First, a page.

The Coconut Cake of Giong Luong
Giong Luong formerly was the place name of a stretch of elevated land along the bank of Ham Luong River, Ben Tre Province. It had gone into the far back past for a long time, and now just exists in the memories of the people who have been living here for generations. Now it is called Dai Dien Commune, and life is just as miserable and hard as in the old time.
However, Giong Luong is not only a land of misery and hardship, it also has the long-favoured kind of cake called banh dua (coconut cake), locally made from boiled sticky rice mixed with black bean or adsuki and rolled in strips of nipa tender leaf. The real cake tastes wonderfully and has gone into locals’ memory for as long as half a century. It is also a means of livelihood for poor villagers who do not have any rice paddies and have no jobs to do. It has now been considered a traditional foodstuff that needs to retain. And, along with the twists and turns of the cake are lots of ups and downs in the life of the cake makers.
“SECRETS” OF THE CAKE
One of the most important secrets of banh dua is the choice of sticky rice as its main ingredient. Whether the material is properly chosen or not decides the quality of the cake. It is a belief among cake makers in Giong Luong that the sticky rice must be the species grown in Vinh Long rice paddies for it is truly sticky and fragrant. Formerly, the sticky rice from Tra Vinh rice paddies was the best choice, but this now has been degenerating coupled with the environmental impacts of the abuse of chemical fertilizers in farming practices.
For the cake to come into form, the cake makers have to go through painstaking jobs. First, they have to prepare the sticky rice by soaking it in cold water for several hours from midnight. Then they have to get up at around 4 o’clock in the morning to wash the rice carefully for several times (usually 6 or 7 times). This step is very important because if not done well or correctly, there may be
The next step is to prepare coconut extracted milk. Too ripe (dry) coconut is not preferred for they may cause unwanted oily smell in the cake. Niether is the unduly ripe coconut for it may have insufficient fatness. The best choice is the thick-mealed and golden-skinned coconut, that is the moderately ripe one.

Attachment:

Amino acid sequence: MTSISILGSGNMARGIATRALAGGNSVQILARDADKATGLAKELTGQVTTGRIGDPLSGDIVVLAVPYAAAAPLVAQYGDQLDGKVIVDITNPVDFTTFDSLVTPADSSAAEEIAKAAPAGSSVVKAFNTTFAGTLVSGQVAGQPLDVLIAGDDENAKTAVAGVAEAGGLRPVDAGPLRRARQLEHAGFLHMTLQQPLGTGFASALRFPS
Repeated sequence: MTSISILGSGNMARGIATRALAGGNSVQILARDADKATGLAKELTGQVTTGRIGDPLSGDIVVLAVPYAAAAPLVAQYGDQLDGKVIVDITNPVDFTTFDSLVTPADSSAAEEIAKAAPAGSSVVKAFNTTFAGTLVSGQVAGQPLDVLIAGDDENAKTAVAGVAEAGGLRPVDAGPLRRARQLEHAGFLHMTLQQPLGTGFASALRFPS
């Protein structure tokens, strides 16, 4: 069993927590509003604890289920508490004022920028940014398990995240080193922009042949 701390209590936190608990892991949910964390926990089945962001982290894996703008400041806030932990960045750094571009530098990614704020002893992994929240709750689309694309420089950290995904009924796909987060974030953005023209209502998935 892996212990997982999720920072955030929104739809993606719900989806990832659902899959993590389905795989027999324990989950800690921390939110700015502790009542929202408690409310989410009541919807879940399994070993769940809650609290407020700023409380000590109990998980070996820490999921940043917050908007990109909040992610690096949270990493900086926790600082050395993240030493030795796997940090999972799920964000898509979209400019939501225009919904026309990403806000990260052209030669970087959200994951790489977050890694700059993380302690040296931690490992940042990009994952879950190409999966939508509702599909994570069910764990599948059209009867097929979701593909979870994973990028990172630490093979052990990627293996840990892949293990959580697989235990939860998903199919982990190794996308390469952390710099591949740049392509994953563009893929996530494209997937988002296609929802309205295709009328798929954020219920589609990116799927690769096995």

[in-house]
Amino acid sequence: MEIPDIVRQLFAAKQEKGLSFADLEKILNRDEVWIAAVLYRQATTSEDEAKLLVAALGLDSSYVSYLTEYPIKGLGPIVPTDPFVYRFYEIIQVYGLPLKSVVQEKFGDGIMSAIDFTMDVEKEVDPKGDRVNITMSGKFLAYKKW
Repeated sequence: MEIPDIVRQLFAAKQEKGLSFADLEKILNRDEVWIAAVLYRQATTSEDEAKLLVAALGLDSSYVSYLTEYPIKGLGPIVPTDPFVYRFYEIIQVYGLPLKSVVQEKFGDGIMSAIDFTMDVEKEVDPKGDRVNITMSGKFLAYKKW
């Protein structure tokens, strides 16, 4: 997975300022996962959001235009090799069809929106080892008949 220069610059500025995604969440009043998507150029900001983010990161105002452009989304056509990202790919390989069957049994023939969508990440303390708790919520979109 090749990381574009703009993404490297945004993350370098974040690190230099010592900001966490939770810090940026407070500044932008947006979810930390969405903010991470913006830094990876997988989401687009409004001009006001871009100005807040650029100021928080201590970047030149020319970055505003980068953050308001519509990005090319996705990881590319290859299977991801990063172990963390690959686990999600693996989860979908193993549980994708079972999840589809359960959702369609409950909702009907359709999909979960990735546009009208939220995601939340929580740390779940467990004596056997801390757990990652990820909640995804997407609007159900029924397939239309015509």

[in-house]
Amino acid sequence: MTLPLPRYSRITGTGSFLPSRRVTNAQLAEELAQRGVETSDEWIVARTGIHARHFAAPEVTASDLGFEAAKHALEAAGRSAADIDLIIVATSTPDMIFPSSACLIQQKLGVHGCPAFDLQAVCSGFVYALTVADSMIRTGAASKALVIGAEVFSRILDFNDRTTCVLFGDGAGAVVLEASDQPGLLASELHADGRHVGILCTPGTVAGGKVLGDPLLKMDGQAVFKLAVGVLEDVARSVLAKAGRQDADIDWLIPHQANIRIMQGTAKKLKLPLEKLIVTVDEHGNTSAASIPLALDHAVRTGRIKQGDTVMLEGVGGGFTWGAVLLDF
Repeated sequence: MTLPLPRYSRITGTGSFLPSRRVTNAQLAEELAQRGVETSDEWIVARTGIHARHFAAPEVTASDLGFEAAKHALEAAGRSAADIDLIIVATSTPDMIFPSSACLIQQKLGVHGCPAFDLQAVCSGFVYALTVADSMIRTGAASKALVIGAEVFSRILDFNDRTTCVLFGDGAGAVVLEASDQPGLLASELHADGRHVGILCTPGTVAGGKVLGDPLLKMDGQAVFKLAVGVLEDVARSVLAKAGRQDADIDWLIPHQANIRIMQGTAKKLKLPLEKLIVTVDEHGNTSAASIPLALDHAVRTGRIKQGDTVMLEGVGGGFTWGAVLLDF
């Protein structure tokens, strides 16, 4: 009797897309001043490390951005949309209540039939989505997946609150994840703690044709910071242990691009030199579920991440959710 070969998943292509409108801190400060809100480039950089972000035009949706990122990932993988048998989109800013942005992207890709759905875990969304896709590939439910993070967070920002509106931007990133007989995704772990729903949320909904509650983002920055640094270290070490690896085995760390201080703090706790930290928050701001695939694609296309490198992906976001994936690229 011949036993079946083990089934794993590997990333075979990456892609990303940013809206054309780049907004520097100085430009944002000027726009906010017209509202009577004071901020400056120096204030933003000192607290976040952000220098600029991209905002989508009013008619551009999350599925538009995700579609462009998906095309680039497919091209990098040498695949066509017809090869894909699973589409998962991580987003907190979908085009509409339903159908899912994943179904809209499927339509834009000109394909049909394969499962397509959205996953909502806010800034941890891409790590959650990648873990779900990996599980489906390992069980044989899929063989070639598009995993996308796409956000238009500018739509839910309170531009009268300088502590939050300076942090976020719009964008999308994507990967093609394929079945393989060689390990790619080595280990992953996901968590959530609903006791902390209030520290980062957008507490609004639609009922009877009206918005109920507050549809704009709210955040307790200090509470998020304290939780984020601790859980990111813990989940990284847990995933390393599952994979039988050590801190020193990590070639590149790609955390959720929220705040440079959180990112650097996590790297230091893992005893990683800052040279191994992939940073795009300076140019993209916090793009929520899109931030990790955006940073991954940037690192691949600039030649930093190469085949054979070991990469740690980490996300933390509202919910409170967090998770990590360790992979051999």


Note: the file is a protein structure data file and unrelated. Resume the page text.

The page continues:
The art of making the nipa wrappings is also very hard and not everybody can do it. It requires true dexterity of the maker. That is why coconut cake making is the secret under control by a small number of people, and is passed from generation to generation. The wrappings must be put in shadowy place because the nipa tender leaf may decolor and contract under effect of sunlight.
The cake being crammed to full will be fastened by strings also taken from the nipas. The fastening also requires very strict techniques. It is a failure to fasten the cake either too tight or too loose. All the job of putting the rice into nipa wrappings must be finished by 7 o’clock in the morning before the cake being boiled in 5 more hours.
Cake boiling is a very hard job, and if not done correctly and carefully, it may erase all the cake maker’s efforts. So when boiling, the cakes are fastened in clusters of 12 pieces each. Then clusters of cakes must be put in one after the other and only when the water is boiling up. The water in which to boil cakes also must be very clean and clear. Some alum is required in order to keep the cakes in good color, and the amount of alum may be decisive on the taste and the color of the cake, too